382 F2d 270 Grant v. State of Oklahoma H
382 F.2d 270
Loyd A. GRANT, Appellant,
The STATE OF OKLAHOMA and Ray H. Page, Warden, Oklahoma State Penitentiary, Appellee.
United States Court of Appeals Tenth Circuit.
August 21, 1967.
Jon F. Kidneigh, Denver, Colo., for appellant.
Charles L. Owens, Asst. Atty. Gen. (G. T. Blankenship, Atty. Gen., on the brief), for appellee.
Before LEWIS, HILL and HICKEY, Circuit Judges.
HILL, Circuit Judge.
Appellant, Loyd A. Grant, a state prisoner serving a fifty year sentence after conviction for the crime of first degree manslaughter, appeals from a denial of his petition for a writ of habeas corpus.
The petition filed in the trial court was not artfully drawn but as grounds for the granting of a writ alleges generally certain claimed trial errors and that petitioner "was denied fair and equal protection of the law." At the beginning of the evidentiary hearing below, counsel for the petitioner advised the court that he was relying upon the contention that petitioner was denied effective assistance of counsel in the state court criminal trial which resulted in the sentence now being served by petitioner. With the assent of the trial judge, evidence was presented on this issue and we deem the issue to have been properly before the trial court for a factual determination. Two evidentiary hearings were held, one at McAlester, where two witnesses testified, and the other at Duncan, where the testimony of nine witnesses was produced.
Counsel for appellant has ably presented here the contention that appellant, in his state court criminal trial, did not have the effective assistance of counsel and thus he was deprived of a right guaranteed by the Constitution. To support this contention counsel argues that six eye witnesses to the shooting, including the estranged wife of appellant, were not called to testify in the state prosecution by the court appointed counsel on behalf of appellant; that two witnesses, who were subpoenaed to testify about the quarrelsome disposition of the deceased, did not testify; and, that the appointment of counsel only eight days prior to trial and such counsel's failure to request a continuance to enable him to properly prepare are other important circumstances supporting appellant's contention.
Like the trial judge, we have before us and have carefully read the transcript of the state court proceedings. That record compels us to conclude that appellant did have the effective assistance of counsel. Such court appointed counsel carefully participated in the selection of the jury; his opening statement to the jury clearly presented his client's claim of self-defense; his cross-examination of the witnesses for the state was good; his objections to some of the evidence adduced by the state were timely and appropriate; his examination of the accused, as a part of the defendant's case, again clearly presented the claim of self-defense to the jury; and, his final argument to the jury summarized well and accurately all of the evidence in the case supporting the accused.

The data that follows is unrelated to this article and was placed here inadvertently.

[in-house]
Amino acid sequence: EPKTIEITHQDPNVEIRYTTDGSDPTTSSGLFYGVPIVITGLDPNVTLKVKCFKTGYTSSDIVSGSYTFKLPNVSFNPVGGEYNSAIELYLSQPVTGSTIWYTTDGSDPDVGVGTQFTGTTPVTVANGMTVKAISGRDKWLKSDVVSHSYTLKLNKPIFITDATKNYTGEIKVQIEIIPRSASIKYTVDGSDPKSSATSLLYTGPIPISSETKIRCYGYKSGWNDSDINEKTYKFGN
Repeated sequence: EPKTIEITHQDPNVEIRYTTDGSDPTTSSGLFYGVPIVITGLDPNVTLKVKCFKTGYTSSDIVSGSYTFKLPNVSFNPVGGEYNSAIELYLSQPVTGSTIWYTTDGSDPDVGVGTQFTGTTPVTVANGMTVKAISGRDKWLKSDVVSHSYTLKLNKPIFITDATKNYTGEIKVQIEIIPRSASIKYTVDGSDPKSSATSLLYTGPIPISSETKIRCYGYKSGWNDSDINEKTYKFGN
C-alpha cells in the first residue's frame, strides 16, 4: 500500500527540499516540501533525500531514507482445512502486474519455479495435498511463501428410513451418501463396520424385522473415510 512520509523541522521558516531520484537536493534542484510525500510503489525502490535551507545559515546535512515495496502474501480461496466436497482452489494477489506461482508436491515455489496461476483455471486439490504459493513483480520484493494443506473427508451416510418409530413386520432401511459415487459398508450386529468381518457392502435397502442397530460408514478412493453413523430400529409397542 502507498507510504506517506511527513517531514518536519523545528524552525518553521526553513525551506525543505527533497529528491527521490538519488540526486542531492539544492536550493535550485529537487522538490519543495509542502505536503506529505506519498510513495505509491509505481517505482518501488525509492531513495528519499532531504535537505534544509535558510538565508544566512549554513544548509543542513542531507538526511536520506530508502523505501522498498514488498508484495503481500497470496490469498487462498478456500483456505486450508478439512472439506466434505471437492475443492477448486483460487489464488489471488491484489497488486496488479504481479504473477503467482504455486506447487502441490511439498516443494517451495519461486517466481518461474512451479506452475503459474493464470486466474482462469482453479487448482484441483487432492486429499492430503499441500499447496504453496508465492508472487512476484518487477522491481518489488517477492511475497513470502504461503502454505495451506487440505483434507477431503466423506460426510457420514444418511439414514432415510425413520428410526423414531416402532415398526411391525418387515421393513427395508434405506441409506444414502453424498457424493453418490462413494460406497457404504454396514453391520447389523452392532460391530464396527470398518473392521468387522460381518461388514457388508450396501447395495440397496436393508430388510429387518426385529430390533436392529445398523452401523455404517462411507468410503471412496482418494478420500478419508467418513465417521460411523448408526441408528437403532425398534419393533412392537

This court has spoken many times as to what factual showing must be made to support the claim of ineffective assistance of counsel.1 We must be able to conclude that the legal representation is so lacking as to make the trial a mockery, a sham or a farce.
The record shows that there were many patrons of the several taverns visited by the accused and the deceased on the night of the murder who could have been put on the witness stand at the trial in question. The witnesses to be used in a trial is a matter for the trial counsel to determine. It is something to be determined by the exercise of professional judgment. In this instance counsel was duty bound to produce those witnesses, if available, who would adequately present to the jury the issue of self-defense. We believe the court appointed counsel fulfilled his duty in this respect.
This opinion need not be prolonged by a recitation of what each of the available witnesses either testified to or would have, if called, testified to. The testimony of the so-called eye witnesses not called to testify and pointed out now by appellant as very important testimony is nothing more than corroborating and cumulative evidence. We are unable to conclude that such testimony adds anything, of substance, to all of the other evidence presented by appellant on the issue of self-defense. It is apparent that the estranged wife had no real interest in appellant's trial and had she been called as a witness for appellant may well have caused appellant's case more harm than good. Of the two witnesses subpoenaed to testify about the quarrelsome nature of the deceased, one did not respond to the subpoena and the other appeared in court in a drunken condition. Very little reliance would be given by the jury to the testimony of any such witness.
The trial of every contested case requires the exercise of judgment as to what witnesses to use or not to use and what particular trial technique should be resorted to. After a case is lost counsel can always speculate as to what he might have done to have won the case. That is the situation here. From the entire record, we must conclude that appellant did have the effective assistance of counsel in his state court trial.